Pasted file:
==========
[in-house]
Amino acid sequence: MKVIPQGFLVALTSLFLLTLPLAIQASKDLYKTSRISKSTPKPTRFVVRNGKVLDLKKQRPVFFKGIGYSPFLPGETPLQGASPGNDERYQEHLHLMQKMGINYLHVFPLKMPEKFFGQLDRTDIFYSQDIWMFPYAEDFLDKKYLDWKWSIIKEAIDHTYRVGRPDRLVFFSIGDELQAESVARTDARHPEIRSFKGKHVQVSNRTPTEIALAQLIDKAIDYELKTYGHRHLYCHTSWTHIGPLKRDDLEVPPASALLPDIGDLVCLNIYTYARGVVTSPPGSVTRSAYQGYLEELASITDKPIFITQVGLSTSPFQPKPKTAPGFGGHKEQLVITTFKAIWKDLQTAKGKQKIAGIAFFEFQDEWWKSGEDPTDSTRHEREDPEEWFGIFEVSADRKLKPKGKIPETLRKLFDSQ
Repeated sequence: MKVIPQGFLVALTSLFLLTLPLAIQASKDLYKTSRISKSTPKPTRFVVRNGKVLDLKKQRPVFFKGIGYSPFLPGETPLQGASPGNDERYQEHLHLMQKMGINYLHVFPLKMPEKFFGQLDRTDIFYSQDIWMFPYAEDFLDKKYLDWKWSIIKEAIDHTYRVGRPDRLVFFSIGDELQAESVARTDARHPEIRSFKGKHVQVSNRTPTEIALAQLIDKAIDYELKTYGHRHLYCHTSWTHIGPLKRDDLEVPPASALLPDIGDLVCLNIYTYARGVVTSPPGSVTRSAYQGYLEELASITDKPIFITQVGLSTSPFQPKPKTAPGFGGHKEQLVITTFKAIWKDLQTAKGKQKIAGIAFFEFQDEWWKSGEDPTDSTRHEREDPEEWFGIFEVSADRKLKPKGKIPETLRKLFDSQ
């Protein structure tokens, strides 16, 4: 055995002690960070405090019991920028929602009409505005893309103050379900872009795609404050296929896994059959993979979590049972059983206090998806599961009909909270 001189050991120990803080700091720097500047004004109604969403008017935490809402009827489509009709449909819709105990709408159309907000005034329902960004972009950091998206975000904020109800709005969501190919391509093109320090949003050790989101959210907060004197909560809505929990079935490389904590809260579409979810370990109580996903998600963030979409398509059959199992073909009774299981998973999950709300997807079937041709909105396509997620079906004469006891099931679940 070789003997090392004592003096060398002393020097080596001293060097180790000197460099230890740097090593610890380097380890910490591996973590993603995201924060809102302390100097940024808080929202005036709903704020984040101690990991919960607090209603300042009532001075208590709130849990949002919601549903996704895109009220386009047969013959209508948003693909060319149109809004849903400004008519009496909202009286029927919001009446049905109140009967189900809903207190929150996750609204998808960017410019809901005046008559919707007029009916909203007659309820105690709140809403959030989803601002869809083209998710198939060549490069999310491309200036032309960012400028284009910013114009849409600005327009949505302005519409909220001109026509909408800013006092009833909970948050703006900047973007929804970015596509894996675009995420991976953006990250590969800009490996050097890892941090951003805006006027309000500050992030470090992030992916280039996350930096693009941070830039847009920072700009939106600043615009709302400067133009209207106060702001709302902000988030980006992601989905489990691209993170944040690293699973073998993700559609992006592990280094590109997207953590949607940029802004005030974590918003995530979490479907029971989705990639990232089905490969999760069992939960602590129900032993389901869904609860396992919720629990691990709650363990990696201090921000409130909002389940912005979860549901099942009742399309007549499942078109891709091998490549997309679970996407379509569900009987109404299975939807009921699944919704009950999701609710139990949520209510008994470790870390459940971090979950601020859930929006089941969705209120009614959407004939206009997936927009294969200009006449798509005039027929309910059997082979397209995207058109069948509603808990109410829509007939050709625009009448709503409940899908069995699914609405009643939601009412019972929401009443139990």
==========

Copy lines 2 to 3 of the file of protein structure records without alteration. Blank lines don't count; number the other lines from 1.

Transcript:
Amino acid sequence: MKVIPQGFLVALTSLFLLTLPLAIQASKDLYKTSRISKSTPKPTRFVVRNGKVLDLKKQRPVFFKGIGYSPFLPGETPLQGASPGNDERYQEHLHLMQKMGINYLHVFPLKMPEKFFGQLDRTDIFYSQDIWMFPYAEDFLDKKYLDWKWSIIKEAIDHTYRVGRPDRLVFFSIGDELQAESVARTDARHPEIRSFKGKHVQVSNRTPTEIALAQLIDKAIDYELKTYGHRHLYCHTSWTHIGPLKRDDLEVPPASALLPDIGDLVCLNIYTYARGVVTSPPGSVTRSAYQGYLEELASITDKPIFITQVGLSTSPFQPKPKTAPGFGGHKEQLVITTFKAIWKDLQTAKGKQKIAGIAFFEFQDEWWKSGEDPTDSTRHEREDPEEWFGIFEVSADRKLKPKGKIPETLRKLFDSQ
Repeated sequence: MKVIPQGFLVALTSLFLLTLPLAIQASKDLYKTSRISKSTPKPTRFVVRNGKVLDLKKQRPVFFKGIGYSPFLPGETPLQGASPGNDERYQEHLHLMQKMGINYLHVFPLKMPEKFFGQLDRTDIFYSQDIWMFPYAEDFLDKKYLDWKWSIIKEAIDHTYRVGRPDRLVFFSIGDELQAESVARTDARHPEIRSFKGKHVQVSNRTPTEIALAQLIDKAIDYELKTYGHRHLYCHTSWTHIGPLKRDDLEVPPASALLPDIGDLVCLNIYTYARGVVTSPPGSVTRSAYQGYLEELASITDKPIFITQVGLSTSPFQPKPKTAPGFGGHKEQLVITTFKAIWKDLQTAKGKQKIAGIAFFEFQDEWWKSGEDPTDSTRHEREDPEEWFGIFEVSADRKLKPKGKIPETLRKLFDSQ